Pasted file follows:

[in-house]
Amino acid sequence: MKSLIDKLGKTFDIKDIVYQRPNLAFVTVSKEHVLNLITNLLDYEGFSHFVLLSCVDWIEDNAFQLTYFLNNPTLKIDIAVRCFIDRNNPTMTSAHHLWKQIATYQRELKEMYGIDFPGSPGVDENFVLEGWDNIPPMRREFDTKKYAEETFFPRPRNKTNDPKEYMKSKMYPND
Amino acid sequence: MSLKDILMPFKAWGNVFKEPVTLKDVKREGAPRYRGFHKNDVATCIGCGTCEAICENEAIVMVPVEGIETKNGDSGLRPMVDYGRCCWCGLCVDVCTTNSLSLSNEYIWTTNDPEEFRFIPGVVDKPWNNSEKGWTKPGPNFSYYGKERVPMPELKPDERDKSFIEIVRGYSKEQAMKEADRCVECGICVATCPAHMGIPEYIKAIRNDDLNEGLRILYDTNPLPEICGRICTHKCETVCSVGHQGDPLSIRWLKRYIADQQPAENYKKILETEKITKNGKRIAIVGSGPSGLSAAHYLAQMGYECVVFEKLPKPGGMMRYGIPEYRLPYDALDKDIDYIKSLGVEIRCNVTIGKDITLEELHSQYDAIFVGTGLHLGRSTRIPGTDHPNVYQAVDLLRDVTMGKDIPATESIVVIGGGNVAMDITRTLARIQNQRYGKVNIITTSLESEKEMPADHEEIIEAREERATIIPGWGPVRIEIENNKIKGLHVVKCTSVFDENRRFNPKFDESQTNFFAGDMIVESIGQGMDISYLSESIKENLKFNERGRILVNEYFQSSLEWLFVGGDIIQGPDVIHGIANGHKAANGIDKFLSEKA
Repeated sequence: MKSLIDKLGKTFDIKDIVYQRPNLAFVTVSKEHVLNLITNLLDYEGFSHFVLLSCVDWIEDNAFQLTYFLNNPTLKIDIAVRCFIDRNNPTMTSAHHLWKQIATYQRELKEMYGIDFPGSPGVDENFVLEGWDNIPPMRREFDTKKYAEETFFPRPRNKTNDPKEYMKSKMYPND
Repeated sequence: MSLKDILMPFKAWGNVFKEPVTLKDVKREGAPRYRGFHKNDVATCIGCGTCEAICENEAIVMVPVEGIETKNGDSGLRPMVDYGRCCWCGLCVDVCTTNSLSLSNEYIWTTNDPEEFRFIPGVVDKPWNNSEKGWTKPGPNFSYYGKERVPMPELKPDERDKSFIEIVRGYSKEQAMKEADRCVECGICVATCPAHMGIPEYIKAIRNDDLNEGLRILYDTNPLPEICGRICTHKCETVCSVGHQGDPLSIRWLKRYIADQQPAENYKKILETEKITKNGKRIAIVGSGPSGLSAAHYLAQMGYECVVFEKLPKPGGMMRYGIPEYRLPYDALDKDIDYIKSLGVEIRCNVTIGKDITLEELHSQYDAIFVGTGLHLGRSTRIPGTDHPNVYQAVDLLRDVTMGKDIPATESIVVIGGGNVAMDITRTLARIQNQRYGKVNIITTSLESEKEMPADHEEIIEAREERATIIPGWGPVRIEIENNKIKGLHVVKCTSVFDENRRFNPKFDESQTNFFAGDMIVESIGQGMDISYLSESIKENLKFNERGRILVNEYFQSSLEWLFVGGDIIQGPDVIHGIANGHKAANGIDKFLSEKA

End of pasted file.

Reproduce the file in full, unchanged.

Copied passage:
[in-house]
Amino acid sequence: MKSLIDKLGKTFDIKDIVYQRPNLAFVTVSKEHVLNLITNLLDYEGFSHFVLLSCVDWIEDNAFQLTYFLNNPTLKIDIAVRCFIDRNNPTMTSAHHLWKQIATYQRELKEMYGIDFPGSPGVDENFVLEGWDNIPPMRREFDTKKYAEETFFPRPRNKTNDPKEYMKSKMYPND
Amino acid sequence: MSLKDILMPFKAWGNVFKEPVTLKDVKREGAPRYRGFHKNDVATCIGCGTCEAICENEAIVMVPVEGIETKNGDSGLRPMVDYGRCCWCGLCVDVCTTNSLSLSNEYIWTTNDPEEFRFIPGVVDKPWNNSEKGWTKPGPNFSYYGKERVPMPELKPDERDKSFIEIVRGYSKEQAMKEADRCVECGICVATCPAHMGIPEYIKAIRNDDLNEGLRILYDTNPLPEICGRICTHKCETVCSVGHQGDPLSIRWLKRYIADQQPAENYKKILETEKITKNGKRIAIVGSGPSGLSAAHYLAQMGYECVVFEKLPKPGGMMRYGIPEYRLPYDALDKDIDYIKSLGVEIRCNVTIGKDITLEELHSQYDAIFVGTGLHLGRSTRIPGTDHPNVYQAVDLLRDVTMGKDIPATESIVVIGGGNVAMDITRTLARIQNQRYGKVNIITTSLESEKEMPADHEEIIEAREERATIIPGWGPVRIEIENNKIKGLHVVKCTSVFDENRRFNPKFDESQTNFFAGDMIVESIGQGMDISYLSESIKENLKFNERGRILVNEYFQSSLEWLFVGGDIIQGPDVIHGIANGHKAANGIDKFLSEKA
Repeated sequence: MKSLIDKLGKTFDIKDIVYQRPNLAFVTVSKEHVLNLITNLLDYEGFSHFVLLSCVDWIEDNAFQLTYFLNNPTLKIDIAVRCFIDRNNPTMTSAHHLWKQIATYQRELKEMYGIDFPGSPGVDENFVLEGWDNIPPMRREFDTKKYAEETFFPRPRNKTNDPKEYMKSKMYPND
Repeated sequence: MSLKDILMPFKAWGNVFKEPVTLKDVKREGAPRYRGFHKNDVATCIGCGTCEAICENEAIVMVPVEGIETKNGDSGLRPMVDYGRCCWCGLCVDVCTTNSLSLSNEYIWTTNDPEEFRFIPGVVDKPWNNSEKGWTKPGPNFSYYGKERVPMPELKPDERDKSFIEIVRGYSKEQAMKEADRCVECGICVATCPAHMGIPEYIKAIRNDDLNEGLRILYDTNPLPEICGRICTHKCETVCSVGHQGDPLSIRWLKRYIADQQPAENYKKILETEKITKNGKRIAIVGSGPSGLSAAHYLAQMGYECVVFEKLPKPGGMMRYGIPEYRLPYDALDKDIDYIKSLGVEIRCNVTIGKDITLEELHSQYDAIFVGTGLHLGRSTRIPGTDHPNVYQAVDLLRDVTMGKDIPATESIVVIGGGNVAMDITRTLARIQNQRYGKVNIITTSLESEKEMPADHEEIIEAREERATIIPGWGPVRIEIENNKIKGLHVVKCTSVFDENRRFNPKFDESQTNFFAGDMIVESIGQGMDISYLSESIKENLKFNERGRILVNEYFQSSLEWLFVGGDIIQGPDVIHGIANGHKAANGIDKFLSEKA